Strengthen your learning - What does the character of the Tiger look like? What words would you to describe his appearance?
Watch the video about Tigers. https://www.youtube.com/watch?v=RDqE-kj_flc

Deepen your Learning - Go on a stripe hunt! Can you find anything else at home that has a stripey pattern?

Take the challenge - Can your draw a picture of a Tiger and label it?

One of our children particularly enjoys the book The Tiger who came to tea so we will be following their interest this week by focusing on this story.

Listen to the story

Listen to the song

Watch the animation
The Gruffalo's Child Home Learning
How to make a Gruffalo cave:
Den building is always a fun activity that children will love this can be as simple as placing a blanket over two chairs and sitting inside. Or more complex by making a fortress with the cushions from your sofa. When outdoors try making a den in the forest using sticks. Whichever way you choose children will love the space you create together.

Outdoor Den building by the Woodlands Trust

Making dens in the home

Activity Idea - Den Building with our Speech and Language Therapists
This story is perfect for expanding the children's vocabulary of body parts, describing physical appearance, colour's and animals.

If you have access to ‘The Gruffalo’s Child’, share and enjoy the text. Alternatively, access a reading of the text here: https://www.youtube.com/watch?v=MuQm8Qb64EI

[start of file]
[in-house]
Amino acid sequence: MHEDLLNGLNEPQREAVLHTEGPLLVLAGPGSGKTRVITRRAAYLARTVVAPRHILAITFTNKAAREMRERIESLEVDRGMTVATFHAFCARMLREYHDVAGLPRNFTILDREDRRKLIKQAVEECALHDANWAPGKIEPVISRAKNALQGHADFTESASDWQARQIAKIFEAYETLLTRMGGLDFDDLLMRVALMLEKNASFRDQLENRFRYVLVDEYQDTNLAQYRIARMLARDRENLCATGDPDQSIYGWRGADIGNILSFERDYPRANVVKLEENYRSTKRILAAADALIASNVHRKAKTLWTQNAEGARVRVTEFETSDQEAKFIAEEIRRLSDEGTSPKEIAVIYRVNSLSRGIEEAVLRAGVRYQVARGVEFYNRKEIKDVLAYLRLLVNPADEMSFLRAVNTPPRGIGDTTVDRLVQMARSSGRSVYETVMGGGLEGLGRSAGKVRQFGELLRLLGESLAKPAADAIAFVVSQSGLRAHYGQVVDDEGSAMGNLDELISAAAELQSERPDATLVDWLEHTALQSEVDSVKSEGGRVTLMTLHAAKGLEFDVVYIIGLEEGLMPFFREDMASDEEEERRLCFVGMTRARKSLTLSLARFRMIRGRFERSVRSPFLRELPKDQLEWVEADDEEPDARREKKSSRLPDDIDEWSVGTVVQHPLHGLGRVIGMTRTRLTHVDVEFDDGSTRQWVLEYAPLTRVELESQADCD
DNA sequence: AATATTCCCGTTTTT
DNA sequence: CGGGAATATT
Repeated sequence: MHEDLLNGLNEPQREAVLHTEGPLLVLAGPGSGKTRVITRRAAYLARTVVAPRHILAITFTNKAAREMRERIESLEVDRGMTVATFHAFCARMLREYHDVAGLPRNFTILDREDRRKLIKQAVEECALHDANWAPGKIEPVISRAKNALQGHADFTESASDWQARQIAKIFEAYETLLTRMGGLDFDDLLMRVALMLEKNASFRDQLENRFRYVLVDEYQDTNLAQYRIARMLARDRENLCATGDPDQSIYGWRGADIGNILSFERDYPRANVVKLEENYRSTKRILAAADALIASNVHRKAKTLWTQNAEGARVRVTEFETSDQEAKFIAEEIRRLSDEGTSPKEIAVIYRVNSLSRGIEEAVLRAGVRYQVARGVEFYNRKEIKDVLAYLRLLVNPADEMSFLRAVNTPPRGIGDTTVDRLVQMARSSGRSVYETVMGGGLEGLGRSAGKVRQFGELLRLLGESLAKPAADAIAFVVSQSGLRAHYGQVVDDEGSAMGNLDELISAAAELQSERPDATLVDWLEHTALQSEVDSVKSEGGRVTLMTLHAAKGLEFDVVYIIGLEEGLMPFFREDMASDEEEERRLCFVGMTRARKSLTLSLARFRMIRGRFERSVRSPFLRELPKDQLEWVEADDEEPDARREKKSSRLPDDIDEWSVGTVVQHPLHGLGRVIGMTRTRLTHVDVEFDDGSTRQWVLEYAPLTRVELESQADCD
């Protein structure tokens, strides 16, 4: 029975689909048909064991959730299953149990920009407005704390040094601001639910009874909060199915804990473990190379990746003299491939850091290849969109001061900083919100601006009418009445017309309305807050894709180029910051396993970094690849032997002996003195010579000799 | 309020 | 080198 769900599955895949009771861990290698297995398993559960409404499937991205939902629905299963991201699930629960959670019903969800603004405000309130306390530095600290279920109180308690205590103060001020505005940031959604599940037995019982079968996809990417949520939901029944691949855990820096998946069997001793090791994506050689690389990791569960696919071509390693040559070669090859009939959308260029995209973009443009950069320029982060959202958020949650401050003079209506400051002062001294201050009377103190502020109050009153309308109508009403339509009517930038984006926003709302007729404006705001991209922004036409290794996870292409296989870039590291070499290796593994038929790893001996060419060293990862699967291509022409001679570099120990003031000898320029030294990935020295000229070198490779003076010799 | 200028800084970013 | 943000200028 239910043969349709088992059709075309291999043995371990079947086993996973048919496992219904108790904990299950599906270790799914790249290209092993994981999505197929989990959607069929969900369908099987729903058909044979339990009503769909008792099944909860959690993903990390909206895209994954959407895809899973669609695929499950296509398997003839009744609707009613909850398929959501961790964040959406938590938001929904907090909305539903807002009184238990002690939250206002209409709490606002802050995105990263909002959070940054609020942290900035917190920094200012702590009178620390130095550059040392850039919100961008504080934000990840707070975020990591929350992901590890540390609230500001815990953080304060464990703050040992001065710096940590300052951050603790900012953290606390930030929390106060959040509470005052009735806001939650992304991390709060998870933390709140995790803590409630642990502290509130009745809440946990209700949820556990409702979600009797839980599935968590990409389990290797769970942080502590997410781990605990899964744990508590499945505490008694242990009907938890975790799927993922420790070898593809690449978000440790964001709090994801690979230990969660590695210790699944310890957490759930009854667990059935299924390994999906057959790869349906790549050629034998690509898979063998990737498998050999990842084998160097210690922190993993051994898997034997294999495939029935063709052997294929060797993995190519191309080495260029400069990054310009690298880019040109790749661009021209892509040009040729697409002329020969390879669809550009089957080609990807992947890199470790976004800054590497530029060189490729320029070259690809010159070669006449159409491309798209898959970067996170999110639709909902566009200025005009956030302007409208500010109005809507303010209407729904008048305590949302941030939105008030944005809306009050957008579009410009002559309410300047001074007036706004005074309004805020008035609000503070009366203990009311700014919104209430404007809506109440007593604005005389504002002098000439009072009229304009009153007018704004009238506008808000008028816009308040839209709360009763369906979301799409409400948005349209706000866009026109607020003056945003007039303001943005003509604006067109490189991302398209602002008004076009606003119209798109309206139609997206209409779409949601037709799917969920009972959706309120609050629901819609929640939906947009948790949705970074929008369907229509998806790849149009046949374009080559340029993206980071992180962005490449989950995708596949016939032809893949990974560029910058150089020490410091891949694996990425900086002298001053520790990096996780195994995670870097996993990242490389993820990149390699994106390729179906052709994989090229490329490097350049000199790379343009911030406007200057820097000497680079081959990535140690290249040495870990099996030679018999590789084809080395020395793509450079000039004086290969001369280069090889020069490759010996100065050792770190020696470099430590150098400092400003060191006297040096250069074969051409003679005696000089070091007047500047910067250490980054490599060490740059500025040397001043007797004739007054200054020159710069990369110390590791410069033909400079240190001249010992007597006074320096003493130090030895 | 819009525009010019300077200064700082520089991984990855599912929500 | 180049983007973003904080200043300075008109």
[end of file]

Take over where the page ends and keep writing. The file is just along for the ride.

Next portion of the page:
As you listen, collect words and phrases, this time to describe the ‘Big Bad Mouse.’

Support with watching of the film (if accessible) or watch and enjoy the compilation of clips from The Gruffalo’s Child animation; https:/www.youtube.com/watch?v=ZOZ87BTZuZ

The Gruffalo describes the Big Bad Mouse.
Look at the face of the Gruffalo’s Child– how does she feel about the mouse now, Scared, worried? How can you tell?

Compare the description of the Big Bad mouse v's a real mouse. What words would you use that are different?Encourage your child to draw or make a real mouse and the Big Bad Mouse. Talk about the descriptive features of each (e.g. colours, size, features) to support your child to include all the features in their drawing or creation.
We will be planning the children's learning around the story 'The Gruffalo's Child.'
Don't worry you can listen to the story if you do not have this book at home.https://www.youtube.com/watch?

Learning about Shadows with The Gruffalo’s Child
The Grfuffalo's says, “I don’t believe in the Big Bad Mouse.” She happens upon a small mouse and plans to eat him for a midnight snack. The mouse convinces her to let him go so he can get his friend. The mouse climbs up on a tree and casts a shadow on the snow. Oh no, the Big Bad Mouse! The Gruffalo’s child runs away. The mouse has once again outsmarted a Gruffalo.

Lets help the children understand how the giant shadow on the ground was made by the little mouse. The moonlight is blocked by the mouse and causes a shadow to fall to the ground.